What a wonderful place! The noise and crowds and heavy smells of Bangkok were far behind us.
Mae Hong Son (The City of Three Mists) is the Capital City of one of the northern provinces of Thailand, and at the same time the westernmost, nestled in a deep valley hemmed in by the high mountain ranges of the Shan Hills. It is in the most mountainous province in Thailand.
We checked into the Sang Tong Huts on the outskirts of the city (it hardly seemed like a Capitol City to me). I had my own “hut” which was made of bamboo and had a thatched roof. The bed was a mattress on the raised floor and included bedding and pillows. A little table with a cloth, an electric lamp, and fresh flowers sat in one corner. What luxury! There was a porch on the front that looked into the jungle-like setting of trees and colourful, flowering plants, and mountains off in the distance. I strained to catch a view of the melodic birds that sang from high up in the tree-tops, but they were well hidden. I thought I was in Paradise.
Because we chose the less expensive huts (250 baht per night, or $9.45 CAD) we had a short walk along a wooden path to the toilets and showers. In the mornings I had to keep a close eye on where I was stepping to avoid the very large snails that were about, but the squat toilets and shower rooms were separate and very clean. The showers were individual stalls that were partly open on one side, away from the path and view of others, and a large water barrel that was filled from a tap. A large dipper was provided for dumping the invigoratingly cold water over one’s self. Although this was more difficult early in the morning, because the weather was hot and humid I found myself taking more than one shower a day, and the afternoon and evening ones were refreshing. This time I had my own towels, which could be hung on the porch railing to dry.
A large open common room welcomed guests with light refreshments and seating for reading books or the magazines that were there, or for just relaxing by the centre campfire. I enjoyed a bowl of granola with lots of fruit and yogourt for breakfast each morning.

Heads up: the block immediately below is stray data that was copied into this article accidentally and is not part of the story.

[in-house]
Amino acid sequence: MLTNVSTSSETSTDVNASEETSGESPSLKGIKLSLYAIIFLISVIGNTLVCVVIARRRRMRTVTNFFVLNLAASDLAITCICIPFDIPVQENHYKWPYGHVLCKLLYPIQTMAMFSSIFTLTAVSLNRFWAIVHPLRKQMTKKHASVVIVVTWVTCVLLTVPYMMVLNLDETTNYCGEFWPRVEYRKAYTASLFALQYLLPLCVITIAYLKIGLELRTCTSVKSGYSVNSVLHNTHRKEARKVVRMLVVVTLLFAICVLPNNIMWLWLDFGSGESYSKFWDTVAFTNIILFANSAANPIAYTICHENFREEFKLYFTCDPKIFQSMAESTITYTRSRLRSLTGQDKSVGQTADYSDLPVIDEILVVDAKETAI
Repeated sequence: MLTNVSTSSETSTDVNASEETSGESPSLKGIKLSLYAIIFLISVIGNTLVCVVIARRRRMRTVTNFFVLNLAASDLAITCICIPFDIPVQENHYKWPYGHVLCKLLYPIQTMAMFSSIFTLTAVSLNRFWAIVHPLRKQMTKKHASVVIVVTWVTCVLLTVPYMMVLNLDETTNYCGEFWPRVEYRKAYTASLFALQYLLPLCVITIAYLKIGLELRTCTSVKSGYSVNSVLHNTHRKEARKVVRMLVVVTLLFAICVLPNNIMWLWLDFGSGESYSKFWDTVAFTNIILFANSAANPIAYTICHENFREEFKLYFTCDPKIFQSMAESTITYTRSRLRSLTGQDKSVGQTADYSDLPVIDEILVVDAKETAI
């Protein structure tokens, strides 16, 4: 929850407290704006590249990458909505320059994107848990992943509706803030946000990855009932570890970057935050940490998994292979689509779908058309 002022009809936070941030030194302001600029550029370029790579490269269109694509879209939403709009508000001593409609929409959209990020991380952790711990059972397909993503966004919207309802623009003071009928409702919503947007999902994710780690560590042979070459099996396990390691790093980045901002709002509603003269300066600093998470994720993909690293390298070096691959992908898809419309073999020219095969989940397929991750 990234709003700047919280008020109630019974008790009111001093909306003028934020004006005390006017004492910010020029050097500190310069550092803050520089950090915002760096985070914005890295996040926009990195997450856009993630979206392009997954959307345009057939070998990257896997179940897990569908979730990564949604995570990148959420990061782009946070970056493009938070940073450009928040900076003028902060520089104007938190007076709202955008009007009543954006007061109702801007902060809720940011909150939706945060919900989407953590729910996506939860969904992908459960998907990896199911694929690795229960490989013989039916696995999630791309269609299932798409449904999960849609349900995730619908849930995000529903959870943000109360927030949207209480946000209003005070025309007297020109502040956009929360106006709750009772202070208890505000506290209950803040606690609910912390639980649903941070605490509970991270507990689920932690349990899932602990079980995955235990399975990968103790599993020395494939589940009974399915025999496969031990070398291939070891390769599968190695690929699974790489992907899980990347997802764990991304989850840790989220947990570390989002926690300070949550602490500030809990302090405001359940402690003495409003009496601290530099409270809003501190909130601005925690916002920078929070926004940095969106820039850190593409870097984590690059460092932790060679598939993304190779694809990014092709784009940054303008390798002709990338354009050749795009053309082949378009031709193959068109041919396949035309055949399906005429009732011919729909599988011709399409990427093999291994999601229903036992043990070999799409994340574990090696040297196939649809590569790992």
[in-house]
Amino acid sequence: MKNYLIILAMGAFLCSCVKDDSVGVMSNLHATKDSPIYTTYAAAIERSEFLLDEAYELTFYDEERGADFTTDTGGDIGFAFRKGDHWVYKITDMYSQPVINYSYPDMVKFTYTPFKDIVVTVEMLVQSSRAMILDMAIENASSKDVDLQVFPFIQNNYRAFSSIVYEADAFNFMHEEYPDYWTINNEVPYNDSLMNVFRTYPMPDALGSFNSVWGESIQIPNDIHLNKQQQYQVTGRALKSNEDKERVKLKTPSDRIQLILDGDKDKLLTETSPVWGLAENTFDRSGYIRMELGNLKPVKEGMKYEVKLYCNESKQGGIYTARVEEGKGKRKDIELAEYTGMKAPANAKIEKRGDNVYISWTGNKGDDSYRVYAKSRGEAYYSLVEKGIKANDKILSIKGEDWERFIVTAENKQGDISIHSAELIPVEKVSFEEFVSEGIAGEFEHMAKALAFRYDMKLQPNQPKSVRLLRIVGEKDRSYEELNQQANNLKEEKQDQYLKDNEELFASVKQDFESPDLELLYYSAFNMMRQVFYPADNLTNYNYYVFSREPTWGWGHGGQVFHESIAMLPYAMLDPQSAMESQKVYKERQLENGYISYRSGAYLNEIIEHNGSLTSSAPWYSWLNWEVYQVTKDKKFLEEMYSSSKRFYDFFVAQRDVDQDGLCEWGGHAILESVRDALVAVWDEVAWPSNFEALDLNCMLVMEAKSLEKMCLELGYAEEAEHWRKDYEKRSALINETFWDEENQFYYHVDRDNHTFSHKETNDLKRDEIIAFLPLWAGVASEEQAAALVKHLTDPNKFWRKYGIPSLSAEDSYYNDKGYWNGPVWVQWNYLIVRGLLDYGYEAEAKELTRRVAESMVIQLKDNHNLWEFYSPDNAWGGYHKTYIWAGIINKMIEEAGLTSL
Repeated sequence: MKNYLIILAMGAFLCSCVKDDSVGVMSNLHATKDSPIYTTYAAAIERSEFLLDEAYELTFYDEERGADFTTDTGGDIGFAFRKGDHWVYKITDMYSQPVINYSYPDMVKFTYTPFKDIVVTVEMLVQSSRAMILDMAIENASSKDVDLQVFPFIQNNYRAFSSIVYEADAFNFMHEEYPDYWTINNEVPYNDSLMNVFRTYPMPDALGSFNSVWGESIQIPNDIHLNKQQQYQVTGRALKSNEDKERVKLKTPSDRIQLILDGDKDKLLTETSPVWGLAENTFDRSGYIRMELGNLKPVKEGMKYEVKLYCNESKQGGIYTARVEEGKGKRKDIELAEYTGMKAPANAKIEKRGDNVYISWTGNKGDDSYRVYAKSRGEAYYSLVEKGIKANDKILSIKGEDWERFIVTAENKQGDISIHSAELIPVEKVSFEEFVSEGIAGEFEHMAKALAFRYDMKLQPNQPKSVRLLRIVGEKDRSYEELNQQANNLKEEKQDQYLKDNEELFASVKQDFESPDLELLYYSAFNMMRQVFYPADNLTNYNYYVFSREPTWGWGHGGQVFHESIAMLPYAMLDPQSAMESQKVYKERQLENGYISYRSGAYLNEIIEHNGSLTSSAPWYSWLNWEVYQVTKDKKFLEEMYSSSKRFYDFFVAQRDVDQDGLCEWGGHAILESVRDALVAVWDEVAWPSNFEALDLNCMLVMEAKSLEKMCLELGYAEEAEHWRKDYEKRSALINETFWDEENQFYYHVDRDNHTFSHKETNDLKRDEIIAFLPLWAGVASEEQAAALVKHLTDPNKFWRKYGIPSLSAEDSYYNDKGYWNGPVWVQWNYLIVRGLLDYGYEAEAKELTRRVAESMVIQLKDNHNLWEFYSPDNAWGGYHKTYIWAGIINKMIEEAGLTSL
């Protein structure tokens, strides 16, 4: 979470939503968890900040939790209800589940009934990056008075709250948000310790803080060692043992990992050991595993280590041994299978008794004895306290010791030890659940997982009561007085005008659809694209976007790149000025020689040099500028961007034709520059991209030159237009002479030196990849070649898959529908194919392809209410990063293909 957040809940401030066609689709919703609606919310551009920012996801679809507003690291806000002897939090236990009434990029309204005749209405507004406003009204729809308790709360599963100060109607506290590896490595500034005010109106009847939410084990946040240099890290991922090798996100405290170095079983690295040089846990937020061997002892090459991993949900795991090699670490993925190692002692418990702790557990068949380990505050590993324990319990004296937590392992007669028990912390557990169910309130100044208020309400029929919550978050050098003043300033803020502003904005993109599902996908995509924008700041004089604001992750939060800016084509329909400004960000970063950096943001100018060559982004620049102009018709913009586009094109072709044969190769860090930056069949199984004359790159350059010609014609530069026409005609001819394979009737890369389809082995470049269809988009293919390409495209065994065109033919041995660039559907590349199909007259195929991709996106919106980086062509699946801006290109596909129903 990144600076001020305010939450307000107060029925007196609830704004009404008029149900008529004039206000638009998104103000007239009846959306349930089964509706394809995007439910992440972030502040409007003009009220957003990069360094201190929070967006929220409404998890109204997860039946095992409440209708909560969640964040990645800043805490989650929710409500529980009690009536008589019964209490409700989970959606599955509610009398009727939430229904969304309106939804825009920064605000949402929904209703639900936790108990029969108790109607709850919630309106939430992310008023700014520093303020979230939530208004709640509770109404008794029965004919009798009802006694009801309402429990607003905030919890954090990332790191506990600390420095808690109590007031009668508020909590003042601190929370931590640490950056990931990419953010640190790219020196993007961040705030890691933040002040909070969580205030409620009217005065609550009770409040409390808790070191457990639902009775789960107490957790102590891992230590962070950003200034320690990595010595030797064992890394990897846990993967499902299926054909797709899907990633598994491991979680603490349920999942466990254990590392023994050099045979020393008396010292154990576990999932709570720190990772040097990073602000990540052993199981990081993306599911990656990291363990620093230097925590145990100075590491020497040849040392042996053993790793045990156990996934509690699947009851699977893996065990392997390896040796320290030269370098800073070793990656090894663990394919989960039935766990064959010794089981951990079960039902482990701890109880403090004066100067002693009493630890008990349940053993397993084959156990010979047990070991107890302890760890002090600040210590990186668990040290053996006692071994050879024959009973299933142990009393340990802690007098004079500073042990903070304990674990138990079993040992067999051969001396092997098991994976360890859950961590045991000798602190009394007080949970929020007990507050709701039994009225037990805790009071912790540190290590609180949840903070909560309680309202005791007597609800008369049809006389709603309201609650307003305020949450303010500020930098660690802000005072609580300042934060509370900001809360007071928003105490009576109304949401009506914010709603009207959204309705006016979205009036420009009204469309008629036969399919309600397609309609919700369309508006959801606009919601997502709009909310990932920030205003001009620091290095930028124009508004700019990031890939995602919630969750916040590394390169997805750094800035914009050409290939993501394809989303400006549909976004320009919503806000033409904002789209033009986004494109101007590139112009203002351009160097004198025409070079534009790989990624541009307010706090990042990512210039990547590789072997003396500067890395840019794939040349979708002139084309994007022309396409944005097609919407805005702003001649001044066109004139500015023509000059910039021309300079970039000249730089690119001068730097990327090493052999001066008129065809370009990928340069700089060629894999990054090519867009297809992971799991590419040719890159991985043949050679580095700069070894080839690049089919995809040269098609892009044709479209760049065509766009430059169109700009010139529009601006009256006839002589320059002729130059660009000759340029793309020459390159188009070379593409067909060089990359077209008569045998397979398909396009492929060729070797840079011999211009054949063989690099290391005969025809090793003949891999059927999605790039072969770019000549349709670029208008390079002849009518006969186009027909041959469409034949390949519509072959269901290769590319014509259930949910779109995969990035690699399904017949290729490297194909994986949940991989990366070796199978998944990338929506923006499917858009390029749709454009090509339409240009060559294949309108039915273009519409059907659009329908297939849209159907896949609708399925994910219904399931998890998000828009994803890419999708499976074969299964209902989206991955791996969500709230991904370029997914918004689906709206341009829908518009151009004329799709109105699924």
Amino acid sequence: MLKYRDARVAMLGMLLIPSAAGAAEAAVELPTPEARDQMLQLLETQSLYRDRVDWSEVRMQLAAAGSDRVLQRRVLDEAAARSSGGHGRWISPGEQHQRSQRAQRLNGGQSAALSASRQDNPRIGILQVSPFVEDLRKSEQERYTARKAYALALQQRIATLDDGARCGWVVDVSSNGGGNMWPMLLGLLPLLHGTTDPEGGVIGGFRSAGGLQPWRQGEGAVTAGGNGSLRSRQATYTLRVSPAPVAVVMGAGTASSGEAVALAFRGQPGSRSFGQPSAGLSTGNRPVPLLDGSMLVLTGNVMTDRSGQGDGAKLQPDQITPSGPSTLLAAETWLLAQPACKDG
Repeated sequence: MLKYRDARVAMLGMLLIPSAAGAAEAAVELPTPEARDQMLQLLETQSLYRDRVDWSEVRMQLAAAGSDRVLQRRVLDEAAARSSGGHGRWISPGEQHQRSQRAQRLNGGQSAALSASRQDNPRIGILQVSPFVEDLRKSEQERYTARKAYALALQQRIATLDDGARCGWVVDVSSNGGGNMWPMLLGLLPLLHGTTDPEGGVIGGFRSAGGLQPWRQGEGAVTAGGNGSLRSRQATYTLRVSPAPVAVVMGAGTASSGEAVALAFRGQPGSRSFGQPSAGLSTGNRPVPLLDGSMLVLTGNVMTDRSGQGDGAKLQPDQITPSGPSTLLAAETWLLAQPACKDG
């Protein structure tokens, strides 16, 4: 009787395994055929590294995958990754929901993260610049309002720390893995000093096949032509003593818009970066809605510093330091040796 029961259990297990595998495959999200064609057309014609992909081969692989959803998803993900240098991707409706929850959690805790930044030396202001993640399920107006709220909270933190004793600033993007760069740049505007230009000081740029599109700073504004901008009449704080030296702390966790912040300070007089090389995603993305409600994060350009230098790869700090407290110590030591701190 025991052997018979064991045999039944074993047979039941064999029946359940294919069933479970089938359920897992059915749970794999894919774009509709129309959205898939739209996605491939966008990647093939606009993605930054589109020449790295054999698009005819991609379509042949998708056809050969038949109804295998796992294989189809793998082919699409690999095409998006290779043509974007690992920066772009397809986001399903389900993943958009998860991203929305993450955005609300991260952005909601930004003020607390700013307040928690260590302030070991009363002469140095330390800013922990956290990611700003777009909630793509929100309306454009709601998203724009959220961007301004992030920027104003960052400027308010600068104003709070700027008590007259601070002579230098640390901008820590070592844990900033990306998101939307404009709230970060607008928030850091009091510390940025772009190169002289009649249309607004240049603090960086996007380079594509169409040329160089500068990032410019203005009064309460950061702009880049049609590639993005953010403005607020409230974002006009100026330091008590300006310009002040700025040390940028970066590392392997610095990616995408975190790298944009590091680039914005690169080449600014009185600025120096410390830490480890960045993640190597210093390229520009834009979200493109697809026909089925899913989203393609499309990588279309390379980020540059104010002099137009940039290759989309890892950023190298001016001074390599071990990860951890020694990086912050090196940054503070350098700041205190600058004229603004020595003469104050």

The first day we walked into town to poke around the shops and tried out different restaurants for lunch and dinner. Because I have an intolerance for spicy (i.e. chili) foods, it was difficult for me to find things that I could eat, which was disappointing; Thai dishes all look and smell so delicious. It isn’t heartburn or ulcers that are the problem. It’s in my throat; I choke. Rice and stir-fried veggies became my staples.
The rainy season was just coming to an end, but it was best to not leave the hut for the day without a trusty rain poncho in your backpack. We’d often emerge from a shop into a torrential downpour that might last five minutes or half an hour. During those times, we caught up on emails at a Cyber Café.
Sarah and Kendrick had planned a trek into the mountains for us, so that evening we met with our guide, Chakaphan, with whom they’d trekked before. While we sat with him in the common area, we were soon joined by other guests who had also arrived that day – one couple from Singapore; another also from Singapore, but who had been teaching in the Czech Republic for the past twelve years and had just retired; and a young fellow from Germany. All of them spoke English and it was great chatting with them.
Our three-day trek that was supposed to begin the next day was postponed because of the heavy rains. The sun came out and we spent the day doing more exploring of the city and its many temples.
In the evening, though, the rain poured down again, sending us into our huts for a rest. It was still raining hard at 10:00 pm, but our guide was optimistic about the weather for the next day so it was agreed that we would strike out at 8:30 in the morning. He warned us that we’d be wading through thigh-high rivers and streams and I felt a little apprehensive, unsure that the thick soled sandals and runners that I’d packed were the proper foot wear.
Tune in tomorrow to see how that went.